Any thoughts? You know what to do. BETEO.

Gig Review: Manic Street Preachers at the Liberty Stadium, Swansea

At the age of eleven I watched the 1997 Brit Awards and came away with three clear impressions- the Bee Gees were awesome, Geri Halliwell was a goddess and that I quite liked Welsh rock band the Manic Street Preachers. I asked for, and received, the Manics’ Everything Must Go album, which was the fourth album I ever owned.

I listened to it a fair few times and loved a couple of tracks from it (“Design for Life”, “Australia” and the title track) before it slipped down my rotation list as my collection grew. However, I was pretty excited when the band announced a 20th anniversary tour where they would perform the album.


Unfortunately, the tickets were released when I was asking and watched as my friends celebrated getting their tickets. Thinking I had missed out I was a little glum but moved on. Then at Christmas, MWF revealed that she had got us tickets as a present to me. This was very cool of her, especially as she’s not a Manics fan at all.

And so having just turned 31, I finally saw a band that I’ve liked since I was eleven. And they did not disappoint.

They played their classic album almost in full, which meant their set kicked off with the anthemic “A Design For Life”, a bold choice to use one of their best known tracks as an opener. I stood and sung along as best I could, helped by a couple of ciders and enjoyed hearing half forgotten songs like “Kevin Carter” again. The band played with practised ease and obvious enthusiasm, with front man James Dean Bradfield chatting easily with the crowd and introducing the songs.

The crowd responded well and even darkening clouds and distant flashes of lightning didn’t effect their enthusiasm. Even when the clouds opened later on during the set it had no noticeable effect on the mood of the crowd. But then this was an open air gig in Wales, it wouldn’t be the same without the rain. JDB stated “I love the rain” adding that some of his happiest memories are in the Welsh rain.

The first half was Everything Must Go and the second saw them branch out, revealing just how many amazing songs they have in their back catalogue. The guitar led early work like “Motorcycle Emptiness” and “You Love Us” sitting comfortably alongside more poppy later work like “Your Love Alone Is Not Enough”.

As expected for a Welsh gig by one of the pillars of the 90s “Cwl Cymru”, patriotism was running wild. JDB wielded a guitar bearing the red dragon, Welsh flags and shirts were abundant and it reached it’s peak during their performance of “Together Stronger” the band’s rousing theme for the Welsh squad’s Euro 2016 campaign. Featuring a summary of the national side’s past misfortunes and a tribute to Gary Speed, it proved a very moving experience and I’m not ashamed to say I got a little choked up.

They closed their set with one of my personal favourites, “If You Tolerate This Your Children Will Be Next” and I thoroughly enjoyed the whole experience, leaving having been reminded of just how good a band they are and the quality of their back catalogue and filled with renewed affection for the group.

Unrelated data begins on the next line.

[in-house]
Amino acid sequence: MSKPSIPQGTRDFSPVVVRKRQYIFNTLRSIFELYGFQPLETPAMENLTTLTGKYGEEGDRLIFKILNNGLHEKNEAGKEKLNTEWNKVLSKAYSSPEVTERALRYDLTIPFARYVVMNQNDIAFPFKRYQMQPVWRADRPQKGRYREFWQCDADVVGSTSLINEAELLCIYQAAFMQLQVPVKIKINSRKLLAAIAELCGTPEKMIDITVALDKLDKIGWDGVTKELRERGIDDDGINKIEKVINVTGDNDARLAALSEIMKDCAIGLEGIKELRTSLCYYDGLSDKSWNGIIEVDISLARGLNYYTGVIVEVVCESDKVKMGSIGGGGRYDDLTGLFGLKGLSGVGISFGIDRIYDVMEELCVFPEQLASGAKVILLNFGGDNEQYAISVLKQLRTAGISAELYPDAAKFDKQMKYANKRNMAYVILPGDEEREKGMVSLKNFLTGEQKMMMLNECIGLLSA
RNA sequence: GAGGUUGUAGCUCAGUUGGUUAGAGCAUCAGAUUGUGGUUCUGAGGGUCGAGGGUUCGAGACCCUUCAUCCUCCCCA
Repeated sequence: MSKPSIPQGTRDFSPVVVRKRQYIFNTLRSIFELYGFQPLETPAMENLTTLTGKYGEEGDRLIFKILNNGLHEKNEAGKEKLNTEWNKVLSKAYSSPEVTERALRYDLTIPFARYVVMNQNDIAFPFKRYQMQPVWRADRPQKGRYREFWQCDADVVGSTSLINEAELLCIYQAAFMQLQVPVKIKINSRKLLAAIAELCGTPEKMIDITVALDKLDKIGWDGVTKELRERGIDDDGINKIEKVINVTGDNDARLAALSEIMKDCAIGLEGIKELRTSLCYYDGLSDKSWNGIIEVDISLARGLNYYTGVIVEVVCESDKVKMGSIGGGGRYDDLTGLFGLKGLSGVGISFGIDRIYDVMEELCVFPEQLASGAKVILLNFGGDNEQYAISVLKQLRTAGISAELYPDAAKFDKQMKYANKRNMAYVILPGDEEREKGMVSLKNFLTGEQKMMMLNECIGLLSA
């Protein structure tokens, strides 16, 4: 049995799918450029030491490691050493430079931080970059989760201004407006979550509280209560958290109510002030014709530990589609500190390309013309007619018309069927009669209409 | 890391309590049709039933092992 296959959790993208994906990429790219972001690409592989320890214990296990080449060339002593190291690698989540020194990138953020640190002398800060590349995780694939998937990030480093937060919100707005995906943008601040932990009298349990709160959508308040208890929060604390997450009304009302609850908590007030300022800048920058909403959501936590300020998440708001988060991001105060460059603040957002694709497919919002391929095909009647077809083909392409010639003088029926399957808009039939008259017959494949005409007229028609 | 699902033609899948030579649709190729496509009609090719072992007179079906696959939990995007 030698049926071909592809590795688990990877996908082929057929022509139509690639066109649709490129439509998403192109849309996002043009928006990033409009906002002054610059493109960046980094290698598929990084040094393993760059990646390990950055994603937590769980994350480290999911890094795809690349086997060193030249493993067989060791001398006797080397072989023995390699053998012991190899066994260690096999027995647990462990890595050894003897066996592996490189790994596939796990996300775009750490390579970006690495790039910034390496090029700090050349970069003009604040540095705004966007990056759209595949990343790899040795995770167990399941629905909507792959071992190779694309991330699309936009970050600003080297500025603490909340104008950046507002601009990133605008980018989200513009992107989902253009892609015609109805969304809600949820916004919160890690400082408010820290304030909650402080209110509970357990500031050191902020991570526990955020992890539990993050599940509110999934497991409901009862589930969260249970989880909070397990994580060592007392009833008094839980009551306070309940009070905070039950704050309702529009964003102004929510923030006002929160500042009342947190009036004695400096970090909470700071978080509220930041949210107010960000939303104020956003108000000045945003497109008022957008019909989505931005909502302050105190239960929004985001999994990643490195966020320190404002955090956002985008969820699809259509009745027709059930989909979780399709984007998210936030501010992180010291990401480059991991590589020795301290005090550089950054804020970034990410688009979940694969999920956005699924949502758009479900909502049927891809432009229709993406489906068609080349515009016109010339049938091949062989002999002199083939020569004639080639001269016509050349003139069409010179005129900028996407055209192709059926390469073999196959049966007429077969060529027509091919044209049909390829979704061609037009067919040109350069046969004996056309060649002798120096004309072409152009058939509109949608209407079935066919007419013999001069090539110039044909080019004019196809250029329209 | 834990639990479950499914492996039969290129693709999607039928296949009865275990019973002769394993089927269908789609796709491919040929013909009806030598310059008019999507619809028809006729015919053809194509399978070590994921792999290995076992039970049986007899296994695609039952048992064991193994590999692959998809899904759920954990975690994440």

I spent much of yesterday with “If You Tolerate This…” and “A Design for Life” vying for playing on my mental jukebox and I fully intend giving their albums a spin in the coming days.

Support was provided by Public Service Broadcasting, who we missed due to arriving late and the psychedelic, progress noodling of Super Furry Animals, who were quite fun with a set ranging from cheerful Beach Boys style efforts to full blown trippy excess.

All in all, a good night out, even if it highlighted my age. Not just because an album I loved has turned twenty but because I happily spent some of the gig in a seat. Although I did relish what may be my only chance to step onto the Liberty field.

Any thoughts? You know what to do. BETEO.

Twelve Thoughts About Spice World

The late ’90s. Spicemania is running wild, the girls are global stars and everyone knows them. Furious debate rages over who the best Spice is (I flip flopped between Emma and Geri, finally settling on Emma).


They release a movie which is part A Hard Day’s Night and part crappy kids TV show. I only watched it this year, at MWF’s urging, and I have some thoughts-

1. The Cameos Are Insane

Elton John turns up about three minutes in and the cameos just keep coming. Bob Hoskins says “Girl Power”, Stephen Fry is a judge, Hugh Laurie is Poirot and Bob Geldof lets them do this-


Why, Bob, why?

2. King of the Cameos is Roger Moore

He plays the group’s manager and bosses their tour manager over the phone with weird quotes. He also wears his old Bond costumes and strokes various animals- cat, rabbit, piglet.


Taking the money!

There’s a strong sense these were done in one day as halfway through one scene the piglet squeals and Moore just powers through like a boss. You get the impression he just wants to finish, pick up his cheque and go home.

Being Moore though, he’s still suave as all hell.

3. Aliens turn up for no reason